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Award will be exception to recent posthumous Medals of Honor

By Larry Shaughnessy, CNN
Staff Sgt. Salvatore Giunta is being awarded the Medal of Honor for his actions in battle in Afghanistan in October 2007.
Staff Sgt. Salvatore Giunta is being awarded the Medal of Honor for his actions in battle in Afghanistan in October 2007.
  • U.S. Army says of 3,467 Medals of Honor awarded, only 619 were awarded posthumously
  • Recently, more of the medals granted posthumously; Pentagon wanted that changed
  • Soon, staff sergeant who survived his act of heroism will receive the medal
  • Narrower recent conflicts, addition of other medals may have cut Medal of Honor awards
  • Afghanistan
  • U.S. Army

Find out how Staff Sgt. Salvatore Giunta earned the Medal of Honor.

Washington (CNN) -- On March 25, 1863, in the heat of the U.S. Civil War, Pvt. Jacob Parrott and six other Union soldiers received the Medal of Honor for going 200 miles behind enemy lines to hijack a Confederate train. He became the first U.S. service member to receive the medal. Parrott survived the Civil War and, according to several websites, went on to become a cabinetmaker.

Fast-forward to September 17, 2009, when Sgt. First Class Jared Monti was awarded the Medal of Honor for heroics in Afghanistan. President Obama handed the medal to Monti's parents, because Monti died earning his medal.

Of the 3,466 Medals of Honor awarded since Parrott received his, only 619 have been awarded posthumously, according to the U.S. Army.

But in the past four decades, posthumous Medal of Honor ceremonies have become the rule rather than the exception.

For all the military actions since the end of the Vietnam War, only eight Medals of Honor have been awarded: two for the "Black Hawk Down" incident in Somalia, four for Operation Iraqi Freedom and two for the war in Afghanistan, the longest war in U.S. history. None was given for Operation Desert Storm in Iraq, the fighting in the Balkans, Panama, Grenada or the Marine barracks bombing in Lebanon.

All eight of those medals were awarded posthumously. It's something the Pentagon wanted to change, and Friday, the White House said Obama called Staff Sgt. Sal Giunta to tell him he will soon receive the familiar gold star medal on a light blue ribbon. Giunta is being recognized for risking his life to save a fellow soldier who had been captured by the Taliban. Giunta survived battle and is alive and well to attend the White House ceremony to receive the medal.

Last year, Defense Secretary Robert Gates was asked about the lack of a living Medal of Honor recipient. "This has been a source of real concern to me," Gates said at the time.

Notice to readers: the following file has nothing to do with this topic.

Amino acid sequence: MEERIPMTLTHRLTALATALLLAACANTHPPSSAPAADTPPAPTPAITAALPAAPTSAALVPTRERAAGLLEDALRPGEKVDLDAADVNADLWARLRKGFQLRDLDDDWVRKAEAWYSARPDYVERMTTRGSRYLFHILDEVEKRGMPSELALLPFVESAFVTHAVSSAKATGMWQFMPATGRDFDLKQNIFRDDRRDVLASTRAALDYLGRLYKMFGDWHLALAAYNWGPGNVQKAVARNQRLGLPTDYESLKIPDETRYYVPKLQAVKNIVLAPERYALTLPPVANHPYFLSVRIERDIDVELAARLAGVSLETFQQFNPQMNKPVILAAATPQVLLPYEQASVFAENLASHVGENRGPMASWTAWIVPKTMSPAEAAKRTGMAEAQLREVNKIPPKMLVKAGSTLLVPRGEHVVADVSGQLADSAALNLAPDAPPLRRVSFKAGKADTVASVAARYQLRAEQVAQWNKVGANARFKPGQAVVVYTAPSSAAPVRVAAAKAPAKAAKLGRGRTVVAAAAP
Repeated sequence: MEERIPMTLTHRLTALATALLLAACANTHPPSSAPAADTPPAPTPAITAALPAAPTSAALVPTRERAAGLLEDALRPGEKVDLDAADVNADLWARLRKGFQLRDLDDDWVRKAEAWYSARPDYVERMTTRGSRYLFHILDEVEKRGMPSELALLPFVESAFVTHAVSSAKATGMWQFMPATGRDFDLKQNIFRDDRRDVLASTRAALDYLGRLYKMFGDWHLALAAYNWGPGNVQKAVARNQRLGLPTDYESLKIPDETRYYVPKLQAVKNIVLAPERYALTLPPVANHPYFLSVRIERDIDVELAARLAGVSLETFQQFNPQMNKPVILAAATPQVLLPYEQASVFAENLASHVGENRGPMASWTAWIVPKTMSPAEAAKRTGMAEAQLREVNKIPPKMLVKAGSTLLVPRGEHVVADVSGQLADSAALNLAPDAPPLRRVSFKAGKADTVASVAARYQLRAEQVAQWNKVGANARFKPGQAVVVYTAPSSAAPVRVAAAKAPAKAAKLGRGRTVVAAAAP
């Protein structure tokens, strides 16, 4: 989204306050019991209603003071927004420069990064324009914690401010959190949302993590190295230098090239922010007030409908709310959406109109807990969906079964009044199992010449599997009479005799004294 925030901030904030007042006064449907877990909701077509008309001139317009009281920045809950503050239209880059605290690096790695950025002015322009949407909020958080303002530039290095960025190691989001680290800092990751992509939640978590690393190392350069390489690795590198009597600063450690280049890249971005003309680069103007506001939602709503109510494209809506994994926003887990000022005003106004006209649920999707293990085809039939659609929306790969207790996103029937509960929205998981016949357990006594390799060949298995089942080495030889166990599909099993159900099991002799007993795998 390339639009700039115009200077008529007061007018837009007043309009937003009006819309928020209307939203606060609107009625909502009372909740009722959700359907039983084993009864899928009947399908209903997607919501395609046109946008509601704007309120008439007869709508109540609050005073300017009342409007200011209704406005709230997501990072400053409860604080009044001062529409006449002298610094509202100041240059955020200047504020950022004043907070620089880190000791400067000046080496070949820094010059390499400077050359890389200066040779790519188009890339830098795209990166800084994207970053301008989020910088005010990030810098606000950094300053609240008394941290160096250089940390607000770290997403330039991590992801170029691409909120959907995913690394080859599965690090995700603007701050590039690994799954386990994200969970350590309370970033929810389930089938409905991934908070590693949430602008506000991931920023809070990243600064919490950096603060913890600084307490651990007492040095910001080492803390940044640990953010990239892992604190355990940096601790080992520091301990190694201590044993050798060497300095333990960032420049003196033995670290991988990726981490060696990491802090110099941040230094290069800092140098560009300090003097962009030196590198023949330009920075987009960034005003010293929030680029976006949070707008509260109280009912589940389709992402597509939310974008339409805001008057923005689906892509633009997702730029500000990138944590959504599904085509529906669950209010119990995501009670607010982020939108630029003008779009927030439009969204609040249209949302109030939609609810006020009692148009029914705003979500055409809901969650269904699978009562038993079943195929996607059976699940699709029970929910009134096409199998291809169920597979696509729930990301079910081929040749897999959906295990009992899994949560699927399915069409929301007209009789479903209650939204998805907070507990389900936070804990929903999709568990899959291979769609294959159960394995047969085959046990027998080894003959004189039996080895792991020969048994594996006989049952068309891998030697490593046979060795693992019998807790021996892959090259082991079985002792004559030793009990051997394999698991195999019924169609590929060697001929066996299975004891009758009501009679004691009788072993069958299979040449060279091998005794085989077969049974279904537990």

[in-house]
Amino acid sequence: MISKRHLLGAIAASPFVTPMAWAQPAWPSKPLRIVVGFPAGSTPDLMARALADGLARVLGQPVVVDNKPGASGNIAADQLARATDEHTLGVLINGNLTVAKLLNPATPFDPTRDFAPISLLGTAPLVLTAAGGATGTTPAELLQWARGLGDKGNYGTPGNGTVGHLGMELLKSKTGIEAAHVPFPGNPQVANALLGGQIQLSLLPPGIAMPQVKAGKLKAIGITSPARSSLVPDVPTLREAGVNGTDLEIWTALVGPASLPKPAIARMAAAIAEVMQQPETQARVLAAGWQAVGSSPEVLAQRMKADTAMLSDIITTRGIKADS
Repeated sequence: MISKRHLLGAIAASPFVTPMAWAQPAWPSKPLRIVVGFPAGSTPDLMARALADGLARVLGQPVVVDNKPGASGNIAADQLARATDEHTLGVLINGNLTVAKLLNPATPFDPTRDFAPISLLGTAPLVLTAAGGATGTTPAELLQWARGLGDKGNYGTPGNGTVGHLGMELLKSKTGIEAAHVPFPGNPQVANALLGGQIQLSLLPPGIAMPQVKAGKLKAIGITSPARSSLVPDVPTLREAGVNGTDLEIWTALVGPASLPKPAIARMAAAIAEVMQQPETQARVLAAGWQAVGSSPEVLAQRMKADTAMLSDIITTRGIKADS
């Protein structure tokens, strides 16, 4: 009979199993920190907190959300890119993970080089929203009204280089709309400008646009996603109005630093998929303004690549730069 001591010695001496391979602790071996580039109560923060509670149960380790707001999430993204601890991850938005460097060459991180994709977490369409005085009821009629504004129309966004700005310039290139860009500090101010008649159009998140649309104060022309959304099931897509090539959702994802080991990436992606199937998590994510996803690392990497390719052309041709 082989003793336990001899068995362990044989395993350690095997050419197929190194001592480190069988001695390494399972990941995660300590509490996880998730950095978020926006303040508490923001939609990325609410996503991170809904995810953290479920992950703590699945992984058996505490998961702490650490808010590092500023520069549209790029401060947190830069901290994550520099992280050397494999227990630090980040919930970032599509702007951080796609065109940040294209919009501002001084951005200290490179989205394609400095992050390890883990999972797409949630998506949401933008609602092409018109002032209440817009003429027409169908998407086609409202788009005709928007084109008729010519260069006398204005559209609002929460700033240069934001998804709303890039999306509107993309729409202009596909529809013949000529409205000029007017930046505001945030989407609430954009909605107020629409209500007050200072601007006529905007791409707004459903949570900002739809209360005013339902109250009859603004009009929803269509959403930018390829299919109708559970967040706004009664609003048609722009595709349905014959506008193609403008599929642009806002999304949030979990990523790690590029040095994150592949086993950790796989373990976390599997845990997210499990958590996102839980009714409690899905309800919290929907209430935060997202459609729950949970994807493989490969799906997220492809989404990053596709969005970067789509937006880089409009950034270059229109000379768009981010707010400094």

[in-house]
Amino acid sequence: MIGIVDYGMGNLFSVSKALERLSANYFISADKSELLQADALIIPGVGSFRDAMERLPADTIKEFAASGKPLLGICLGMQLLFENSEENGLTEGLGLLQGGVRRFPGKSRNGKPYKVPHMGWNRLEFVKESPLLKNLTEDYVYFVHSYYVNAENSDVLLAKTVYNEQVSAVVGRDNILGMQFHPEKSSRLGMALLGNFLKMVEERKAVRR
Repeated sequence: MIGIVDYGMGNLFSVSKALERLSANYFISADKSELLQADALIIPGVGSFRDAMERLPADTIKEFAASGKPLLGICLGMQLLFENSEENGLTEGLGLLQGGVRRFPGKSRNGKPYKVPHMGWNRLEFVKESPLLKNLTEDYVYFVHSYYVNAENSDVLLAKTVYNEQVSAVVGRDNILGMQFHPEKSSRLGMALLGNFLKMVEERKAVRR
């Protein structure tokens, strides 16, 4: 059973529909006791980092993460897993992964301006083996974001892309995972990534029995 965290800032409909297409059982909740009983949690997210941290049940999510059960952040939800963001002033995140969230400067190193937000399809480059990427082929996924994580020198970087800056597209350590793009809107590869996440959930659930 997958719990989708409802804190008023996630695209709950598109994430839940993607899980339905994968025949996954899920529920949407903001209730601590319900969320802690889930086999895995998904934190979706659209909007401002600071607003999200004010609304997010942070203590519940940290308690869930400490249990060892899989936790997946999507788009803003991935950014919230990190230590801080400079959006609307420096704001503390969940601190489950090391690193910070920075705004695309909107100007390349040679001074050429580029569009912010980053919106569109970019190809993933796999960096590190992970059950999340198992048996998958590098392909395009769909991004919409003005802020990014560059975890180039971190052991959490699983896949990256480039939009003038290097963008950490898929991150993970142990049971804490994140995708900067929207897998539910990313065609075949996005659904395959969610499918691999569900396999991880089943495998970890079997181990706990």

On Friday, Geoff Morrell, the secretary's spokesman, said Gates was "delighted that someone who survived his act of heroism will be honored." Gates probably will call Giunta next week to congratulate him.

Perhaps the reason there are so few living Medal of Honor recipients is that there have been so few recipients at all.

Compare the eight Medals of Honor that have been awarded for heroism in the last 40 years with World War II, when the battle of Iwo Jima produced 27 such medals and 15 men were honored for heroism during the attack on Pearl Harbor.

Last year, Marine Corps Commandant James Conway explained one reason why the medal has become more rare. "The rules haven't changed; the rules and the requirements are still the same," he said.

"I think it has something to do with the level of intensity of the conflict," Conway said. "If you go back and look at some of the fights that took place in Vietnam, Korea, World War II, there were massive numbers of troops involved in massive engagements over a period of days. That's not the type of conflict that we are seeing in a type of counterinsurgency in Iraq and Afghanistan."

"So I think that's perhaps the single most determining factor here as you look at awarding or not awarding a medal," Conway said.

It is also important to note that when the Medal of Honor was authorized by Congress (which is why it's often called the Congressional Medal of Honor, because the president presents it on behalf of Congress), it was only one of two medals a soldier could earn. The other was the Purple Heart, which goes to soldiers wounded or killed in combat. Since then, the Silver Star, the Distinguished Services Crosses, the Bronze Star and numerous other awards have been created. So a service member's heroism may well be recognized with a medal, just not the Medal of Honor.

In some ways, no one wants to see any more Medals of Honor awarded.

"You don't want your soldiers to be put in that situation to where any of them have to rise to the occasion," Brian Thacker, an Army veteran who earned the Medal of Honor in Vietnam, told CNN last year.

Conway echoed that sentiment. "Any time a soldier or a Marine wins the medal, then his unit is in extremis, and he's doing very heroic things ... to make that situation better. I don't want to wish that on anybody."

But if there are heroes, all agree they should be recognized, and now one hero will be there to hear the applause and shake the president's hand.

One day before the White House announced the award for Giunta, the administration said it will also award the Medal of Honor to Staff Sgt. Robert J. Miller, who saved the lives of his fellow soldiers and 15 Afghan National Army troops. Miller's award will be given to his parents. Miller died saving those lives.